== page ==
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This is the fourth of arielleclementine's Big Feast posts. Read about her blueprint for the Science! themed feast, all about powdering olive oil (and bacon fat!), and her adventures in spherification.
(Me, in the thick of party preparations, the night before the big feast.)
A week or so before the party, I made a to-do list of everything that would need to be done in the 48 hours leading up to the party. Absolutely everything that could be done in advance was scheduled for Friday, and the last minute stuff was listed in the order it should be done on the day of. But now that it was actually time to start cooking, I was nervous. My normal MO for dinner parties is to serve dishes that I've made before -- many times if possible -- to make sure that I really like what I'm about to serve, and to help me feel more confident that I won't mess it up. For this party, I had only made two of the seven courses before: the herbed beef skewers, and the chocolate cake, figuring that even if things go horribly, we'd still be able to eat steak skewers and a lot of cake! I just had to keep reminding myself that, for this party especially, the whole point was to serve new and surprising dishes, and if they weren't quite what I was expecting, then we'd at least had a fun time trying them. I adopted this as my mantra.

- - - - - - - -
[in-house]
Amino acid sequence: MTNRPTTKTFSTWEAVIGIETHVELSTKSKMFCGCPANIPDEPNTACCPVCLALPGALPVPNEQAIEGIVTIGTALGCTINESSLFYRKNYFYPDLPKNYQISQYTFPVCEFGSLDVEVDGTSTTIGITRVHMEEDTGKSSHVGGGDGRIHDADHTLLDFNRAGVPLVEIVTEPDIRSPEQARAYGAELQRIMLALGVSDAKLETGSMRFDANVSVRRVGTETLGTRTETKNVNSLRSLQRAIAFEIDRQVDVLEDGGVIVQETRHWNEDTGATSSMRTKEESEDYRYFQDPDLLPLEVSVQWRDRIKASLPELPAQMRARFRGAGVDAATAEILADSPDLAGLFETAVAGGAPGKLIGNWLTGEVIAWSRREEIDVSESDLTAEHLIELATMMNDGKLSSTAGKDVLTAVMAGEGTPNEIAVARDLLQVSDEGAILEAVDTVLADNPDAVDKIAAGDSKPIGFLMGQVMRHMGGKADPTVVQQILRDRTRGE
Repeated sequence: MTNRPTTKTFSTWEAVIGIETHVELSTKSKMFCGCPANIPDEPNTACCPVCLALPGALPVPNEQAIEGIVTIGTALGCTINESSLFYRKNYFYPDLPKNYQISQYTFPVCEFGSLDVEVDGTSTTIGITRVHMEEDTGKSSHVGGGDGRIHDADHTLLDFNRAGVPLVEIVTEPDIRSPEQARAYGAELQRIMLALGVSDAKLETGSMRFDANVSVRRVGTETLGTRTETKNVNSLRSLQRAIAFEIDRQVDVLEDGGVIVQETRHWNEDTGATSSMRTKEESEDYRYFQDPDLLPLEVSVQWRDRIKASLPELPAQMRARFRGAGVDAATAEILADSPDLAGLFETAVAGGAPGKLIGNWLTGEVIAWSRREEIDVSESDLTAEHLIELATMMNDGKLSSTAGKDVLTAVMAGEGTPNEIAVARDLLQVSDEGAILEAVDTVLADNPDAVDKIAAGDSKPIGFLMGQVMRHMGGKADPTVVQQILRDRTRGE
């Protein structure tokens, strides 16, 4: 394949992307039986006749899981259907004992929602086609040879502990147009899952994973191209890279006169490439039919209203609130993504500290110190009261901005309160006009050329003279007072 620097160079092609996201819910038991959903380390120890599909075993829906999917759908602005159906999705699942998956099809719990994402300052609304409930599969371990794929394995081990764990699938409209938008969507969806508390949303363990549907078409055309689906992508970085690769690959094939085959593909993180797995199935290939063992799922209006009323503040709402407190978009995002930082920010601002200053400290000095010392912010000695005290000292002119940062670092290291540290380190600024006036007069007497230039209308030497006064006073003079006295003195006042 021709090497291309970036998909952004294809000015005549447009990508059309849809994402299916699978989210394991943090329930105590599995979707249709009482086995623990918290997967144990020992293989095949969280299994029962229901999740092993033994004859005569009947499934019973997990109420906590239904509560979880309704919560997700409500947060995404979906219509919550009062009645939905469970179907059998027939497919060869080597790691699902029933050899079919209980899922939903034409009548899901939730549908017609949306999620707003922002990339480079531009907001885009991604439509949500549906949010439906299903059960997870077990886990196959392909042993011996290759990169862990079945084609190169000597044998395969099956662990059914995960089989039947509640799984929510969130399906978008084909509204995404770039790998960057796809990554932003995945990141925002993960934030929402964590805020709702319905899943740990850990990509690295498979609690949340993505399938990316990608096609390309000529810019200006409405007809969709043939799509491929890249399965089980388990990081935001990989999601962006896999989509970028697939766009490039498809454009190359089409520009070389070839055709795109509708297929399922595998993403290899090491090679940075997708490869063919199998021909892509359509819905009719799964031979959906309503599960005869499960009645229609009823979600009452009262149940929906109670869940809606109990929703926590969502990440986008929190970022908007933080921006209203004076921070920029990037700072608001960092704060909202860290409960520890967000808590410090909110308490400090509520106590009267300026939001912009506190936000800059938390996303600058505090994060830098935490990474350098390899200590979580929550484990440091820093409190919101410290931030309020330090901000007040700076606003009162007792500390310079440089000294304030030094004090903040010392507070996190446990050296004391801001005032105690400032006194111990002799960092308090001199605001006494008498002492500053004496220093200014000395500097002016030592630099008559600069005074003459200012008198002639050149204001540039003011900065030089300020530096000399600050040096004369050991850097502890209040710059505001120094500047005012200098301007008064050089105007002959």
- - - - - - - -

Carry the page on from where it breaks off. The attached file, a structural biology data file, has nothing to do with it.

As we actually began to cook, there was so much to do that I sort of forgot my nerves. I kept my head down, tackling one task at a time, and using the strikethrough command on my to-do list when I had finished a job (so satisfying!). My sister Helen, my best friend Molly, and my husband Andy were all instrumental in the process. Molly helped cook and took care of all of the decorations (and had to tell the birthday boy Dustin an increasingly elaborate lie to explain her near two-day absence), Helen took hundreds of pictures of the preparations, and Andy was left to entertain baby Henry. But after many hours, we got it done! Here's how it played out:
Friday (The Night Before the Party):
Filling the petri dishes with the blood orange gelée.
Molly baked the cake while I worked on the decorations. We had originally planned to make a complete periodic table cake, but that's 118 tiles, folks. Instead, and to make it more birthday-y, we spelled out
H Ar P Y B I Rf Dy Ds Sn
(Sn = Tin!, perfect for Dustin!)
Molly makes approximately one million platonic solids from folded cardstock for decorations. Time to get some sleep!
Stay tuned tomorrow for the full report on the day of Arielle's Big Feast!
Le Creuset has generously offered to reward our Big Feasters for all their hard work, and as our first Big Feast, Arielle will win, in the color of her choice (flame, cherry, fennel, or cassis): a 4 1/2-quart round French oven, a 10 1/4-inch iron handle skillet, and a 2 3/4-quart precision pour pan. Pitch us your Big Feast at firstname.lastname@example.org for a chance to win $500 in Le Creuset booty.
Inspired to play with molecular gastronomy at home? Check out a very cool Molecular Gastronomy kit from Molecule-R, available in the shop now!